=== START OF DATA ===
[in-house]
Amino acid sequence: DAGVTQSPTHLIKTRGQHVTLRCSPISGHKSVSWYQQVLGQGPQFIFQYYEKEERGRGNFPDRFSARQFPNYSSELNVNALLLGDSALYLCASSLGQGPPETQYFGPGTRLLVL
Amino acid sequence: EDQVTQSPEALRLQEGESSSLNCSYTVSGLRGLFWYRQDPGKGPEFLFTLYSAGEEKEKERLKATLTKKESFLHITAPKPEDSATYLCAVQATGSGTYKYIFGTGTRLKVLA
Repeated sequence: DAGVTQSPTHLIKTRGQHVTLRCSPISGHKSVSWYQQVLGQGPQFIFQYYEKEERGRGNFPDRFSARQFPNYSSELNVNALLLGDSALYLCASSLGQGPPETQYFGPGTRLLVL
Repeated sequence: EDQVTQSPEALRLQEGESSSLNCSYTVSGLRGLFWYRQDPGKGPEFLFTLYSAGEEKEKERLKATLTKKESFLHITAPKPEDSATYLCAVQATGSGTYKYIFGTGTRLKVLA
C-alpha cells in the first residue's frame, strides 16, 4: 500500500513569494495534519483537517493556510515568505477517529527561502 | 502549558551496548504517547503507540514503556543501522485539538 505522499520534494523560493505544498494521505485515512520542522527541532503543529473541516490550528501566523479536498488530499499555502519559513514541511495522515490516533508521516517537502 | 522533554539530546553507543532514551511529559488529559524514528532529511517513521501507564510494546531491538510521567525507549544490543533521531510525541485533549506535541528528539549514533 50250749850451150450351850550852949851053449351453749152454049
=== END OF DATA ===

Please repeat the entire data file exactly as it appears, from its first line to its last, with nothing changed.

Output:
[in-house]
Amino acid sequence: DAGVTQSPTHLIKTRGQHVTLRCSPISGHKSVSWYQQVLGQGPQFIFQYYEKEERGRGNFPDRFSARQFPNYSSELNVNALLLGDSALYLCASSLGQGPPETQYFGPGTRLLVL
Amino acid sequence: EDQVTQSPEALRLQEGESSSLNCSYTVSGLRGLFWYRQDPGKGPEFLFTLYSAGEEKEKERLKATLTKKESFLHITAPKPEDSATYLCAVQATGSGTYKYIFGTGTRLKVLA
Repeated sequence: DAGVTQSPTHLIKTRGQHVTLRCSPISGHKSVSWYQQVLGQGPQFIFQYYEKEERGRGNFPDRFSARQFPNYSSELNVNALLLGDSALYLCASSLGQGPPETQYFGPGTRLLVL
Repeated sequence: EDQVTQSPEALRLQEGESSSLNCSYTVSGLRGLFWYRQDPGKGPEFLFTLYSAGEEKEKERLKATLTKKESFLHITAPKPEDSATYLCAVQATGSGTYKYIFGTGTRLKVLA
C-alpha cells in the first residue's frame, strides 16, 4: 500500500513569494495534519483537517493556510515568505477517529527561502 | 502549558551496548504517547503507540514503556543501522485539538 505522499520534494523560493505544498494521505485515512520542522527541532503543529473541516490550528501566523479536498488530499499555502519559513514541511495522515490516533508521516517537502 | 522533554539530546553507543532514551511529559488529559524514528532529511517513521501507564510494546531491538510521567525507549544490543533521531510525541485533549506535541528528539549514533 50250749850451150450351850550852949851053449351453749152454049